Re: SOC/BIO Rifkins "worldwide moratorium"

From: Brian D Williams (
Date: Fri Aug 04 2000 - 07:23:03 MDT

This is from the Seeds of Change eNewsletter #12 I was tempted to
post the whole thing, but restrained myself, it can be found at

*A farmer's lament
Don Dunklee, an organic grower in Michigan, submitted the following
article to our eGroup Forum

Counterpoint: milkweeds, monarchs and genetically modified

I am a farmer. I knew that since I was 5. I grow crops. The land I
farm also grows butterflies, birds, earthworms and wildflowers, or
at least now I think it is supposed to. Right now I am having
trouble figuring out what kind of farmer I am or should be. This
question is not just for me, but for everyone. I am concerned that
there is no room for bluebirds and butterflies in big precision
genetically modified-producing agriculture, described in an April
30-May 3 Star Tribune series.

In 1995 I thought I was going to be a big farmer and rented land
from one side of the county to the other. I guess the best way to
characterize attitudes about faraway rented land is you don't find
yourself putting up birdhouses on it. It is an economic decision.
We live in the middle of our farm. When you live on the land you
farm, you find yourself wanting to plant trees and put up
birdhouses. Sometimes the weeds are wildflowers that the bugs
treasure, and you and your kids bring them into your house and
cherish them.

Twelve years ago, I rented land that had sat idle for two years. It
was full of weeds -- annual weeds, perennial weeds, lots and lots
of milkweed, classic big huge milkweeds. The battle began.

For a number of years, I never really got on top of those milkweeds
and they never really got on top of the crop. One year I put the
field in wheat and had a chance to end it for the milkweeds. The
timing of the herbicide application would have to be perfect. It
rained when I was supposed to spray.

Looking back, I think this was supposed to happen. I would drive by
that field and try not to look at those oh-so-healthy milkweeds.
Finally one day I stopped to look at my wheat and milkweed field.
Nearly every milkweed had a monarch butterfly caterpillar on it.
Milkweed is the sole host of the monarch butterfly caterpillar. We
didn't make much off the wheat, and nearly choked on the milkweed
fuzz in the straw, but took solace in knowing we raised a good crop
of monarchs that year.

In 1997, Roundup Ready genetically engineered soybeans became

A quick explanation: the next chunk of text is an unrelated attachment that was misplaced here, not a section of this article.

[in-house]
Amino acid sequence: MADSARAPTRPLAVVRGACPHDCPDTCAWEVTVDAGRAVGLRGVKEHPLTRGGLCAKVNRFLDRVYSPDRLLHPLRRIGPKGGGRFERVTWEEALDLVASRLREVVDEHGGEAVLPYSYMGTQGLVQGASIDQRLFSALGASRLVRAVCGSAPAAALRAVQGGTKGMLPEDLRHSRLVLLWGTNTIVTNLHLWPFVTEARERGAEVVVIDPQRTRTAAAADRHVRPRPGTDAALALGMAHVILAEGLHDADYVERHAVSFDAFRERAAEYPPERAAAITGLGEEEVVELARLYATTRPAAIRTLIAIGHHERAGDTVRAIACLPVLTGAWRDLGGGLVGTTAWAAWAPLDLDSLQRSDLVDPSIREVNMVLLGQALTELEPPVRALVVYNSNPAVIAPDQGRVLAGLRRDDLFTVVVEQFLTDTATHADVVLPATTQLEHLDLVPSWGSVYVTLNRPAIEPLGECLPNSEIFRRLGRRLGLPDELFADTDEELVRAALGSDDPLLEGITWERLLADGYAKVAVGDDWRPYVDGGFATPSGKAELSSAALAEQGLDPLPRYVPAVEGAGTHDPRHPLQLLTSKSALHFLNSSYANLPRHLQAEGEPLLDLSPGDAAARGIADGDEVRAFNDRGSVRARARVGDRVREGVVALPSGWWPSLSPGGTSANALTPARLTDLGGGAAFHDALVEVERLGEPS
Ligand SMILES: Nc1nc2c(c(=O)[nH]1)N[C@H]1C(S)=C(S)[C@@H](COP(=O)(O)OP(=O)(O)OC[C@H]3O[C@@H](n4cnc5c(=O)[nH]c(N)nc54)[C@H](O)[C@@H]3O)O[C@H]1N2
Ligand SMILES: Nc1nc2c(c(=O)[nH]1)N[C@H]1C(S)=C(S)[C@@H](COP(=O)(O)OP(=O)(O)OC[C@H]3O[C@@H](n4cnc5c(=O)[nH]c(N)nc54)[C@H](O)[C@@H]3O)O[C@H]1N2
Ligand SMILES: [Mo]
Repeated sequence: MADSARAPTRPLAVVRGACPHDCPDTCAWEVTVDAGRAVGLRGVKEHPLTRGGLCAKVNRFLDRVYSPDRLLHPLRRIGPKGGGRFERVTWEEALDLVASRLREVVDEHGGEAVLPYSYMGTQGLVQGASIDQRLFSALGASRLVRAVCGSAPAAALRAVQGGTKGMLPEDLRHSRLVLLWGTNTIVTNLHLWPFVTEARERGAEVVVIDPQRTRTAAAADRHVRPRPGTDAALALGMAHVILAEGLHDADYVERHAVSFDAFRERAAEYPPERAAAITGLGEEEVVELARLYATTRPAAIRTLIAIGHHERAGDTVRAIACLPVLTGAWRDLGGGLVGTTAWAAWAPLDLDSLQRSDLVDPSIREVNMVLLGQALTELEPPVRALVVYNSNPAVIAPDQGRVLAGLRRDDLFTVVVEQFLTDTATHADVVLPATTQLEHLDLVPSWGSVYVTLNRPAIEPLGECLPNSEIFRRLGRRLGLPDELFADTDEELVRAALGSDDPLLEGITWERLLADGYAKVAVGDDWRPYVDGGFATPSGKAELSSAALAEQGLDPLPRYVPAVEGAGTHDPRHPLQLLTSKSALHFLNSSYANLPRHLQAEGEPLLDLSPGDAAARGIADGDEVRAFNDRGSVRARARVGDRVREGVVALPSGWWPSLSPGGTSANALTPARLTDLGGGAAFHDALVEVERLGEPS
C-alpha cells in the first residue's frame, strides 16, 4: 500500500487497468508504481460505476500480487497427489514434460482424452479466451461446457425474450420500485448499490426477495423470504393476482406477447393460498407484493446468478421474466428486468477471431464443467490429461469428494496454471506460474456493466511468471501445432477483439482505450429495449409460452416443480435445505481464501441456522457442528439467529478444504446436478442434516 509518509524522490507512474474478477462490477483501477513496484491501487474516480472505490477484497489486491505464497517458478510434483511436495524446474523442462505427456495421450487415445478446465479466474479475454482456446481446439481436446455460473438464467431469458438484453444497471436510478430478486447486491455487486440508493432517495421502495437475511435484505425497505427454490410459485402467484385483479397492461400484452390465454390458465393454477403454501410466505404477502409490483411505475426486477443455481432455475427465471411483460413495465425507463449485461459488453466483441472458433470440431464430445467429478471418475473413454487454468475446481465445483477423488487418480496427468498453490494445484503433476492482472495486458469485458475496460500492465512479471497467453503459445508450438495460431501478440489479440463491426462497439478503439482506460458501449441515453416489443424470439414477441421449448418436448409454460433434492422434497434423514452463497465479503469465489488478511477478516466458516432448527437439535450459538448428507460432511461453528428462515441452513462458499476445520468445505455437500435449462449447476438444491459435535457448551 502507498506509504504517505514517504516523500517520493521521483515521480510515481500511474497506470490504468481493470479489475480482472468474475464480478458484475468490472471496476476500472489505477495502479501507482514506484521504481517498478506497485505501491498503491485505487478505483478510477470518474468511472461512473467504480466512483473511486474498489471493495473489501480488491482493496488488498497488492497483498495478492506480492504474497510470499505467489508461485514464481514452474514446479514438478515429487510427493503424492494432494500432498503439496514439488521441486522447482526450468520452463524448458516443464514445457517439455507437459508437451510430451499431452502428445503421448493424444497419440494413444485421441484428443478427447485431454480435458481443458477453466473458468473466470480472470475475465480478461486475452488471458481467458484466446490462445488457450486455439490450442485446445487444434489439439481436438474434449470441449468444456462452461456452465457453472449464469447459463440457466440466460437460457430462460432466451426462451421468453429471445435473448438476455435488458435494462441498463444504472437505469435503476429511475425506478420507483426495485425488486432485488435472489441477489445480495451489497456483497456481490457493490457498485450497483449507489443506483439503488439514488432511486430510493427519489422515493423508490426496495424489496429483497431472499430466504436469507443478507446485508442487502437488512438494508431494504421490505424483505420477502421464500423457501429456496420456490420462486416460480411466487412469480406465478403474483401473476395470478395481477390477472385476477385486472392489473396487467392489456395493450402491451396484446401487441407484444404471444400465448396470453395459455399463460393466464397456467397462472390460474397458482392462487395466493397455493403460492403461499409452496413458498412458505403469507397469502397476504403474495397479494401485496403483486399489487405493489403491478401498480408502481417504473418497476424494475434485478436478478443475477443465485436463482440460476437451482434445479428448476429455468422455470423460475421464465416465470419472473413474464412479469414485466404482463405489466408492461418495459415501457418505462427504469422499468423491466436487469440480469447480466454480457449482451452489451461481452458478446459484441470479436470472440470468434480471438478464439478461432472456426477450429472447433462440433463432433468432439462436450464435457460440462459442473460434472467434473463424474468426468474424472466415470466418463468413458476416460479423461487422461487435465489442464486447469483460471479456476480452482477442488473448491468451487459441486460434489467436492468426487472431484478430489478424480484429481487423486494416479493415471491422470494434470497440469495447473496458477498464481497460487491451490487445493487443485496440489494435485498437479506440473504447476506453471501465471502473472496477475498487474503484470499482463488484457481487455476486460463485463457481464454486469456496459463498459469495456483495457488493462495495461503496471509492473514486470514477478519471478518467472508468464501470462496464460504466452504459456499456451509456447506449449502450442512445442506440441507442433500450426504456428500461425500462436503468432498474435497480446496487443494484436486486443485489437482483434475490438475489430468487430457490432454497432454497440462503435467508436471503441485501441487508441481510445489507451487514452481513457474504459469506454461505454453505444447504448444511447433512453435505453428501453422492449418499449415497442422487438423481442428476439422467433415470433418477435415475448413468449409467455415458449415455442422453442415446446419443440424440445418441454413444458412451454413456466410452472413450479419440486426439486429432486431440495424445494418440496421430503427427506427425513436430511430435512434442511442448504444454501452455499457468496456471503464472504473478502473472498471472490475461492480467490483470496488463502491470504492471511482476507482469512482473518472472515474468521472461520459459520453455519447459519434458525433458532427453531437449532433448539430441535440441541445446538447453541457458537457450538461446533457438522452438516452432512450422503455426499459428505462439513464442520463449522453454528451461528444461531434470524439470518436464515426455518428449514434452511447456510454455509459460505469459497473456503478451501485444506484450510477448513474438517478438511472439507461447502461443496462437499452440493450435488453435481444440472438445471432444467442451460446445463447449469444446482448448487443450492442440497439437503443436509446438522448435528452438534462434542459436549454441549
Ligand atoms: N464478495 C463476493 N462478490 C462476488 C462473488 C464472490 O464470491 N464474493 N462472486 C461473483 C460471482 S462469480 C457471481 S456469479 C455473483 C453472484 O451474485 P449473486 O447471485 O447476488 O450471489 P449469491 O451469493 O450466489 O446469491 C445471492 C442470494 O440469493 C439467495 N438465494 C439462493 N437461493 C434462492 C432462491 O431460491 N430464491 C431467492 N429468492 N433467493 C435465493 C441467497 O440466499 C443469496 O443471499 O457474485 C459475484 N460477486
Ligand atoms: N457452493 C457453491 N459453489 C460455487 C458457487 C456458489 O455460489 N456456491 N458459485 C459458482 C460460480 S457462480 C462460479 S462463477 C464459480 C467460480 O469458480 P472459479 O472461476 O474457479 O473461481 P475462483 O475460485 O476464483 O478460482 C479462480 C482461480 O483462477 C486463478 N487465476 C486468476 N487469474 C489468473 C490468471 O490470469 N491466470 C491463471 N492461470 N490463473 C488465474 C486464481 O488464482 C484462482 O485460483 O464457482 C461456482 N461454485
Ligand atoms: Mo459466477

widely available. Roundup herbicide kills everything green except
the soybeans with the genetic alteration. The application window is
huge. I grew some of these soybeans. The milkweeds are gone. I
didn't stop to think about this until the summer of 1999 when it
was reported that pollen from Bt corn, another genetically
engineered crop, was getting on the milkweed in field borders and
may be killing the monarch butterfly caterpillars. I found myself
hoping that the offspring of the monarchs I had displaced had not
wound up next to a Bt corn field. Odds are they will. Before
Roundup Ready genetic engineering, it was difficult to kill
milkweed in crops. My milkweeds are gone. My neighbor's milkweeds
are gone. Farmers using Roundup Ready genetics in soybeans, cotton,
corn and sugar-beets are eradicating milkweed from their field
nationwide, forcing the monarch butterflies to lay their eggs on
milkweed in field borders and ditches. Have we done well? Perhaps
not by the butterflies.

Who is going to tell our children?

-- Michael Klingelhutz, Waconia

Published Monday, May 8, 2000
) Copyright 2000 Star Tribune. All rights reserved.
>From Organic Gardening magazine website: What's Wrong With
>From the Organic Trade Association comes this report:
Glyphosate (commonly known as Roundup) linked to Non-Hodgkin's

A population-based case-control study conducted in Sweden between
1987 and 1990 by oncologists Dr. Lennart Hardell and Dr. Mikael
Eriksson concluded that exposure to herbicides and fungicides
resulted in significantly increased risks for non-Hodgkin's
lymphoma (NHL), a form of cancer. In the study, published in the
March 15 Journal of American Cancer Society, the researchers
concluded that in particular, exposure to glyphosate "yielded
increased risks for NHL". Glyphosate is the world's most widely
used herbicide. It is estimated that over 112,000 metric tons were
used worldwide during 1998. Companies developing
herbicide-resistant crops also are increasing their production for
herbicides such as glyphosate and requesting permits for higher
residues of these chemicals in genetically engineered food.
Monsanto, for instance, has received permits for a threefold
increase in herbicide residues--from 6 parts
per million to 20 parts per million on genetically engineered
soybeans in Europe and the United States.
*What is your best tip for pest control organically?
Do you have a successful method for dealing with pests? Please
email it to with "Pest Tip" in the
subject and we will add it to our tip list for a future web page.


Extropy Institute,
Adler Planetarium
Life Extension Foundation,
National Rifle Association,, 1.800.672.3888
Mars Society,
Ameritech Data Center Chicago, IL, Local 134 I.B.E.W

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